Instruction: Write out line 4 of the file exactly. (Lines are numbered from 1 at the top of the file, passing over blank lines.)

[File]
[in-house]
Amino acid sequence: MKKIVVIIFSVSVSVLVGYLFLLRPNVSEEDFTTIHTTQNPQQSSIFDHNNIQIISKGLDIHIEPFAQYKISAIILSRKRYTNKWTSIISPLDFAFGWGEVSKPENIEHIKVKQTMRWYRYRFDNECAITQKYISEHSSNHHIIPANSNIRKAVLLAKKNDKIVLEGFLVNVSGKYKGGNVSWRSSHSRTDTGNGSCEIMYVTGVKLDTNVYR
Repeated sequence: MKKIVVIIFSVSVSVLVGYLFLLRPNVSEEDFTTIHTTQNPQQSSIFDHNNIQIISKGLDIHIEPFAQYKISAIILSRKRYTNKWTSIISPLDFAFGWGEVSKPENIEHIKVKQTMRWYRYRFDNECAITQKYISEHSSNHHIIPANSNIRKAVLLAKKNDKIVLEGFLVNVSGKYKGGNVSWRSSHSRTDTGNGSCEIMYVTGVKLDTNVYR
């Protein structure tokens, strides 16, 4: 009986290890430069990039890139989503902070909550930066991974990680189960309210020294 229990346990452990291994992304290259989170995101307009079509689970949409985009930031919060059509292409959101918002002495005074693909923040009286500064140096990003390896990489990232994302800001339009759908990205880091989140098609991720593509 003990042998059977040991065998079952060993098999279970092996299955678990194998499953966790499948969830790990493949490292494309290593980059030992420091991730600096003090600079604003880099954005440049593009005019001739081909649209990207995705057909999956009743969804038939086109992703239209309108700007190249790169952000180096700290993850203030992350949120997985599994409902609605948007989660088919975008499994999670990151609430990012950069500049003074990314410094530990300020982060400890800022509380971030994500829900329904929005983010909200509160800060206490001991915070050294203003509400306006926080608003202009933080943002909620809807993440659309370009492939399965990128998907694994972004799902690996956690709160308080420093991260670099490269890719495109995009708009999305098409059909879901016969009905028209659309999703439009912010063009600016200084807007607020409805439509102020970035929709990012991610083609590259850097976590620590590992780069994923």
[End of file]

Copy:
């Protein structure tokens, strides 16, 4: 009986290890430069990039890139989503902070909550930066991974990680189960309210020294 229990346990452990291994992304290259989170995101307009079509689970949409985009930031919060059509292409959101918002002495005074693909923040009286500064140096990003390896990489990232994302800001339009759908990205880091989140098609991720593509 003990042998059977040991065998079952060993098999279970092996299955678990194998499953966790499948969830790990493949490292494309290593980059030992420091991730600096003090600079604003880099954005440049593009005019001739081909649209990207995705057909999956009743969804038939086109992703239209309108700007190249790169952000180096700290993850203030992350949120997985599994409902609605948007989660088919975008499994999670990151609430990012950069500049003074990314410094530990300020982060400890800022509380971030994500829900329904929005983010909200509160800060206490001991915070050294203003509400306006926080608003202009933080943002909620809807993440659309370009492939399965990128998907694994972004799902690996956690709160308080420093991260670099490269890719495109995009708009999305098409059909879901016969009905028209659309999703439009912010063009600016200084807007607020409805439509102020970035929709990012991610083609590259850097976590620590590992780069994923």